Newswise — Charlottesville, Va., June 17, 2014 — Four University of Virginia researchers will receive a total of $550,000 from Virginia’s Center for Innovative Technology’s Commonwealth Research Commercialization Fund, a state resource to advance science and technology-based research, development and commercialization and drive economic growth in Virginia.
U.Va. computer science professor Kevin Skadron, mechanical and aerospace engineering professor Patrick Hopkins, and pharmacology professor Mark Kester received awards from the Matching Funds Program; while cell biology professor John Herr received an award from the Eminent Researcher Recruitment Program.
“These awards continue the CRCF mission to advance crucial research and commercialization projects that foster innovation and new economic development opportunities across Virginia,” said Peter Jobse, Center for Innovation Technology president and chief executive officer.
The Matching Funds Program is designed to assist the development of early stage research and technology with commercialization potential. The Eminent Researcher Recruitment Program helps public institutions recruit top scholars.
Kevin Skadron, director of U.Va.’s new Center for Automata Processing, is leading efforts to explore applications, algorithms and new programming models for a novel computational accelerator recently developed by Micron Technology – the Automata Processor. Preliminary results suggest speedups of five to 100 times compared to conventional central processing units in computers.
U.Va.’s center – established with seed funding from Micron – will bring together companies and academic researchers from around the world to collaborate on new applications for the automata processor. With the new funding, Skadron intends to develop a library of “building blocks” to help programmers perform common tasks efficiently on the automata processor. This in turn will help engage the business community in Charlottesville and around the state to foster adoption of this automata computing to address a range of highly complex “big data” problems, from genomics to archive analysis to e-commerce.
Engines and turbines operate with greater fuel efficiency when run at higher temperatures. Patrick Hopkins, a mechanical and aerospace engineer, is responding by developing thermal barrier coatings to protect steam turbine and high-performance jet engine blades when operated at high temperatures. And a projected worldwide market of about $160 billion by 2016 is demanding greater fuel efficiency from such engines. With an already well-established research program, Hopkins will subject his novel coatings to full thermal cycling and reliability testing while creating a first-of-its-kind thermal barrier coating that will passively generate usable power while thermally protecting turbine blades.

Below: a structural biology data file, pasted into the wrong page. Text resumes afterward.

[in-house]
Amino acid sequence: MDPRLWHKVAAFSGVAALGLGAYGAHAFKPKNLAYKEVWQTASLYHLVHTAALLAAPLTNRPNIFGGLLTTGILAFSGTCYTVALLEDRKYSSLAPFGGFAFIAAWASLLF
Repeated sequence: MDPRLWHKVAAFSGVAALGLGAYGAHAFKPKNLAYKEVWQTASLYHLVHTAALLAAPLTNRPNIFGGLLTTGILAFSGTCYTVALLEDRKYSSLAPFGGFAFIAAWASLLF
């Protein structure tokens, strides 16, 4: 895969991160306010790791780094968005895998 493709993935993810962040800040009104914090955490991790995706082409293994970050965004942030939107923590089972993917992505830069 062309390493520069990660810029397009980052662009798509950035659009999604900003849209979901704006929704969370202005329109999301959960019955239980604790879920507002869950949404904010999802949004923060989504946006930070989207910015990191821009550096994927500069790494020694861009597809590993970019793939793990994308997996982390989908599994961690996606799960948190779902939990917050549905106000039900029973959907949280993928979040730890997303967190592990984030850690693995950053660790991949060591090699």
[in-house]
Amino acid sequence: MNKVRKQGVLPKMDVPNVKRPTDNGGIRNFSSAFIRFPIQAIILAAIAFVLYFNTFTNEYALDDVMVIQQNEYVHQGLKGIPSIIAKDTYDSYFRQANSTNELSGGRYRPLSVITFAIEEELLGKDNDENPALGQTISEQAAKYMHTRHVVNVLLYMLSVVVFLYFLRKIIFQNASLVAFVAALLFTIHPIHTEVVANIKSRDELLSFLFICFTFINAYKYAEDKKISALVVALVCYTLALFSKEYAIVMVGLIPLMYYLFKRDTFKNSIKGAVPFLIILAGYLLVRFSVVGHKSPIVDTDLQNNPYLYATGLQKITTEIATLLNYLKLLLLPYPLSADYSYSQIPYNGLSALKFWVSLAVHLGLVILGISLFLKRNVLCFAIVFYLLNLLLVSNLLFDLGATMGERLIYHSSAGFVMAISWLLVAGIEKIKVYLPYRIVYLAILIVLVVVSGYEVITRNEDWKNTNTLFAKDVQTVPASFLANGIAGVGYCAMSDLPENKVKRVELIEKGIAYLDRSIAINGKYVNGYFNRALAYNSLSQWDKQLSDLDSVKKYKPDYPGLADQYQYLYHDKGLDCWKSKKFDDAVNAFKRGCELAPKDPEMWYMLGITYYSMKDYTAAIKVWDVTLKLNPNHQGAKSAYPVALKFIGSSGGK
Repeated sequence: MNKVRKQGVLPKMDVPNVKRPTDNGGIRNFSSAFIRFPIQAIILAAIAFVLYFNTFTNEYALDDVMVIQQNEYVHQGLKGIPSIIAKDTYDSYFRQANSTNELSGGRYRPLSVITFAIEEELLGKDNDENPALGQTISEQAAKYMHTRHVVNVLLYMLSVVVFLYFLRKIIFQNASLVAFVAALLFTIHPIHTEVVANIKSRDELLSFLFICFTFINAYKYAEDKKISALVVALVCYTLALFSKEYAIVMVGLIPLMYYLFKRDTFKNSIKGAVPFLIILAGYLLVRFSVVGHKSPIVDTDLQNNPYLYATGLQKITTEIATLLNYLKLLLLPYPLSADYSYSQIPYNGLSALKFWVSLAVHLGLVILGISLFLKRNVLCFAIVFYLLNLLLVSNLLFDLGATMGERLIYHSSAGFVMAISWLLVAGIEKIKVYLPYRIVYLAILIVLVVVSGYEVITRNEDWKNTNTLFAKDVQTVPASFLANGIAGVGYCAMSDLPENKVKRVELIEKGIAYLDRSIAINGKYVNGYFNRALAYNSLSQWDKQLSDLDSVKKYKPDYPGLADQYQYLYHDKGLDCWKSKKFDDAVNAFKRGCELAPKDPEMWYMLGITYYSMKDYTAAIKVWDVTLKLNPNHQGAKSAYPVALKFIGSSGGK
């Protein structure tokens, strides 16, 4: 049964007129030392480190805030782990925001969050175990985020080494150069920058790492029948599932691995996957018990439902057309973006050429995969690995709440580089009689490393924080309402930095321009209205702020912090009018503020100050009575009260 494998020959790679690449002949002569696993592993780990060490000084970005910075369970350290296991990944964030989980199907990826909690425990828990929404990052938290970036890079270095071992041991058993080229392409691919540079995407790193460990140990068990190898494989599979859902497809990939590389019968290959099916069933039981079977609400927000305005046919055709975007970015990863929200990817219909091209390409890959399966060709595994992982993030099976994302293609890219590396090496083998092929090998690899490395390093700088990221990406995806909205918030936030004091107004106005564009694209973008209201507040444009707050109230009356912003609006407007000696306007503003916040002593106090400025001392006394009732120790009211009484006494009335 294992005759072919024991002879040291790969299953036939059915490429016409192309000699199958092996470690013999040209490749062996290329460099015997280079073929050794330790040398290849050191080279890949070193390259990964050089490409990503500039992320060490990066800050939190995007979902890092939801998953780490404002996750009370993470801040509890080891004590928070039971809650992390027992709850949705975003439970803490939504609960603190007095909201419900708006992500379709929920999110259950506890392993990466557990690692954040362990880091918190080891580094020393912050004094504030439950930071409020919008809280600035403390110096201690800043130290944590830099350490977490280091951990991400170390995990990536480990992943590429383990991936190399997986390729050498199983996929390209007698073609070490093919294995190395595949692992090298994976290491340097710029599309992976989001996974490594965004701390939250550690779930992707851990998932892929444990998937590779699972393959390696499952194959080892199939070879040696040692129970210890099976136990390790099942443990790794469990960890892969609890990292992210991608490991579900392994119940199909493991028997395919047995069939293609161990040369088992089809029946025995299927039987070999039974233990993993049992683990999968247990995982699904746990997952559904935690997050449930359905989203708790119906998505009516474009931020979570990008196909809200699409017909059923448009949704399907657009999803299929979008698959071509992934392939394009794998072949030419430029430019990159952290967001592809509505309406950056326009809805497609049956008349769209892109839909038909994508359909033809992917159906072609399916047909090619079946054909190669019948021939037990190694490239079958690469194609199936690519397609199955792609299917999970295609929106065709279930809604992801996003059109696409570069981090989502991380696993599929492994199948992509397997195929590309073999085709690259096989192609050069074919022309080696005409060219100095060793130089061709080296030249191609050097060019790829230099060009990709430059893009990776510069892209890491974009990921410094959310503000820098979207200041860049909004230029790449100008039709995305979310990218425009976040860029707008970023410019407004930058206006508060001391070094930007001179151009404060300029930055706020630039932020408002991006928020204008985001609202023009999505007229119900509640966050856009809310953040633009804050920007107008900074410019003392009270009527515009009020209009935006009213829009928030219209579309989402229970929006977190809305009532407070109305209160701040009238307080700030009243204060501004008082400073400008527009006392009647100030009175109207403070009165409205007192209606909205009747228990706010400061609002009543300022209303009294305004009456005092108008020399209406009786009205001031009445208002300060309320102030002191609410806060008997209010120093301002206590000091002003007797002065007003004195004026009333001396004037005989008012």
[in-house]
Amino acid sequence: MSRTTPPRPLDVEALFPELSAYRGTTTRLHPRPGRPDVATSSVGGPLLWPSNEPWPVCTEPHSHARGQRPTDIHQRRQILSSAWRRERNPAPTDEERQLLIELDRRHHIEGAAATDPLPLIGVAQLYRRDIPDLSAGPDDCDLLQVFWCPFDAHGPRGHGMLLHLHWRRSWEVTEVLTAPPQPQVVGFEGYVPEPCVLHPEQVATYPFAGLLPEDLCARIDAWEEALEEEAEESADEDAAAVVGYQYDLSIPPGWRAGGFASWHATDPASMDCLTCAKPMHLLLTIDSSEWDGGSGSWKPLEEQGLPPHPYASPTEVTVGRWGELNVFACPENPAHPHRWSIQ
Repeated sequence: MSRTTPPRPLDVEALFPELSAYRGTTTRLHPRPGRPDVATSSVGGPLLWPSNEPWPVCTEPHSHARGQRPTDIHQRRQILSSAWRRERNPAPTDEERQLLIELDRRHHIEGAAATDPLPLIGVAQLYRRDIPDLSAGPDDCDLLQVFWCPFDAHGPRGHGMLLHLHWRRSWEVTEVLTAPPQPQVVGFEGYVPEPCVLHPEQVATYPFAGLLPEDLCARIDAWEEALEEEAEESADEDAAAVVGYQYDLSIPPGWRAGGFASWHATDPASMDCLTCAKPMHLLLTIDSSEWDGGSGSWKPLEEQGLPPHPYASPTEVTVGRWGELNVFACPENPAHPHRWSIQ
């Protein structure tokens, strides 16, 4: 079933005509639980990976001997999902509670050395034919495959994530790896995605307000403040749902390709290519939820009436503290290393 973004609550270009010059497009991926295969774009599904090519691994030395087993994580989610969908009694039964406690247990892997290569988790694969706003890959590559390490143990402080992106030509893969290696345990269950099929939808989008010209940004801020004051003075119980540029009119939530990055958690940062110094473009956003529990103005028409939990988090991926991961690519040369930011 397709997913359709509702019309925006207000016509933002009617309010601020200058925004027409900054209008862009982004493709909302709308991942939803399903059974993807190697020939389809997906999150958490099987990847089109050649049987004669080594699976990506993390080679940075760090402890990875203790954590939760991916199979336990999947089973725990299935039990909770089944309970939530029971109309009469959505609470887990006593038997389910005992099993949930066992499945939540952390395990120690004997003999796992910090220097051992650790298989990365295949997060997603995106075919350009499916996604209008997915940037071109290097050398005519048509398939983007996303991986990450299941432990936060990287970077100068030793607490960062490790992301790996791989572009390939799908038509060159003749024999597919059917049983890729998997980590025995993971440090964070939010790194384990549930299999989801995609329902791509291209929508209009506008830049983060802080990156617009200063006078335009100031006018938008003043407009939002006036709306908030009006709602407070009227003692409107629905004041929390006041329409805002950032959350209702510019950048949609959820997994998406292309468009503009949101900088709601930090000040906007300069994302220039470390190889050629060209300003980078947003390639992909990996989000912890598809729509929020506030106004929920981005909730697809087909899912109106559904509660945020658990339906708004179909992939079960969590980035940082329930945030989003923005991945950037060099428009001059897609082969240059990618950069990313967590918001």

Mark Kester, U.Va.’s new nanoSTAR Institute co-director, suggests that “the future of medicine is small; real small. Nanotechnology will revolutionize our ability to seek, image and treat disease.” Presently the use of nano-scale drug formulations are designed for intravenous administration and are not engineered for oral dosing. Kester is developing a nanoplatform oral-delivery insulin that would reduce the number of insulin injections needed by diabetics, reduce side-effects from standard insulin delivery methods and increase patient compliance. He will use his new grant to evaluate the effectiveness and safety of his insulin-ORAL platform and support further commercialization of the technology through Charlottesville start-up company, OraceuTX.
John Herr’s award is directed at the recruitment of a junior faculty candidate, Dr. Eusebio Pires, whose research has helped unlock a fundamental new insight into the nature of cancers, including lung, breast, pancreas, uterus, ovary and kidney. This insight is that a high percentage of these tumors, when they go awry, begin to express proteins that are normally only found in growing eggs. Dr. Pires is studying a protein called SAS1B. Because of its restricted localization in eggs and tumors SAS1B provides a strategy to selectively target tumor cells without harming healthy normal cells, overcoming undesirable side-effects of contemporary cancer treatments.
U.Va. currently is leading a new field of research called cancer-oocyte antigens. Hiring Pires is critical to maintaining the University’s momentum in this emerging arena of oncology research. Pires will lead an interdisciplinary team of basic and clinical collaborators in OB-GYN oncology, clinical chemistry and pathology to develop diagnostic assays and targeted biological therapeutics that promise to result in precision, personalized medicine for patients with SAS1B positive cancers.
Pires’ research has resulted in the filing of four landmark national and international patent applications. These intellectual properties have resulted in the formation of a new Virginia corporation, Neoantigenics, which is providing matching funds as well as proprietary technologies through a strategic partnership with Pfizer, a leading biopharmaceutical company.